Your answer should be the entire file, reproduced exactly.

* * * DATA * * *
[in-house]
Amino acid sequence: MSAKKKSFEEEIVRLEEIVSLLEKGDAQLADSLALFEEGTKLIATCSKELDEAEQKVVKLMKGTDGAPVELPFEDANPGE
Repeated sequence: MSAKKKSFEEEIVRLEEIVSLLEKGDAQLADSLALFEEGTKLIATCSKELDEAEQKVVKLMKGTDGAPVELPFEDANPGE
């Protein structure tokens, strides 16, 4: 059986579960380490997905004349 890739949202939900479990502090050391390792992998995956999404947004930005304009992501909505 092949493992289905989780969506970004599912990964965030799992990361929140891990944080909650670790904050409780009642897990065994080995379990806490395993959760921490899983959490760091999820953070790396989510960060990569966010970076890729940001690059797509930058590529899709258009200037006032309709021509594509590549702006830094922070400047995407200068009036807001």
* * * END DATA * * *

[in-house]
Amino acid sequence: MSAKKKSFEEEIVRLEEIVSLLEKGDAQLADSLALFEEGTKLIATCSKELDEAEQKVVKLMKGTDGAPVELPFEDANPGE
Repeated sequence: MSAKKKSFEEEIVRLEEIVSLLEKGDAQLADSLALFEEGTKLIATCSKELDEAEQKVVKLMKGTDGAPVELPFEDANPGE
């Protein structure tokens, strides 16, 4: 059986579960380490997905004349 890739949202939900479990502090050391390792992998995956999404947004930005304009992501909505 092949493992289905989780969506970004599912990964965030799992990361929140891990944080909650670790904050409780009642897990065994080995379990806490395993959760921490899983959490760091999820953070790396989510960060990569966010970076890729940001690059797509930058590529899709258009200037006032309709021509594509590549702006830094922070400047995407200068009036807001």